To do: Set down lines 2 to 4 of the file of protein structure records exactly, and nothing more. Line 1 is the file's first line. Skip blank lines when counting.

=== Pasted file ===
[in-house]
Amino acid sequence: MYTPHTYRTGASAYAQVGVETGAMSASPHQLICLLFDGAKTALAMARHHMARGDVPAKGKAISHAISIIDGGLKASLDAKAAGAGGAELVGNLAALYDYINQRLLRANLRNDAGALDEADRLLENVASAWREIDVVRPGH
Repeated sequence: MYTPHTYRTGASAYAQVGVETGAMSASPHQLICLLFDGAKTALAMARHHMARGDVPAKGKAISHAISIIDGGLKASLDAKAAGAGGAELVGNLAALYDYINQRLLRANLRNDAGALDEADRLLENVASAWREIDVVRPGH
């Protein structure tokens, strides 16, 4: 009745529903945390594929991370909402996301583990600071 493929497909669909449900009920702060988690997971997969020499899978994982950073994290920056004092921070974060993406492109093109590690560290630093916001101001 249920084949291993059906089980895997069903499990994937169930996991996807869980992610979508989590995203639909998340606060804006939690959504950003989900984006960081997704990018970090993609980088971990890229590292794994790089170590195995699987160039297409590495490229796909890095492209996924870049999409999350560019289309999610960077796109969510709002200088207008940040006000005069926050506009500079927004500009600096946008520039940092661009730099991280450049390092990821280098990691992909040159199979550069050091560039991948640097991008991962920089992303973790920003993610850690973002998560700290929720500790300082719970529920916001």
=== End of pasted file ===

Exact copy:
Amino acid sequence: MYTPHTYRTGASAYAQVGVETGAMSASPHQLICLLFDGAKTALAMARHHMARGDVPAKGKAISHAISIIDGGLKASLDAKAAGAGGAELVGNLAALYDYINQRLLRANLRNDAGALDEADRLLENVASAWREIDVVRPGH
Repeated sequence: MYTPHTYRTGASAYAQVGVETGAMSASPHQLICLLFDGAKTALAMARHHMARGDVPAKGKAISHAISIIDGGLKASLDAKAAGAGGAELVGNLAALYDYINQRLLRANLRNDAGALDEADRLLENVASAWREIDVVRPGH
């Protein structure tokens, strides 16, 4: 009745529903945390594929991370909402996301583990600071 493929497909669909449900009920702060988690997971997969020499899978994982950073994290920056004092921070974060993406492109093109590690560290630093916001101001 249920084949291993059906089980895997069903499990994937169930996991996807869980992610979508989590995203639909998340606060804006939690959504950003989900984006960081997704990018970090993609980088971990890229590292794994790089170590195995699987160039297409590495490229796909890095492209996924870049999409999350560019289309999610960077796109969510709002200088207008940040006000005069926050506009500079927004500009600096946008520039940092661009730099991280450049390092990821280098990691992909040159199979550069050091560039991948640097991008991962920089992303973790920003993610850690973002998560700290929720500790300082719970529920916001």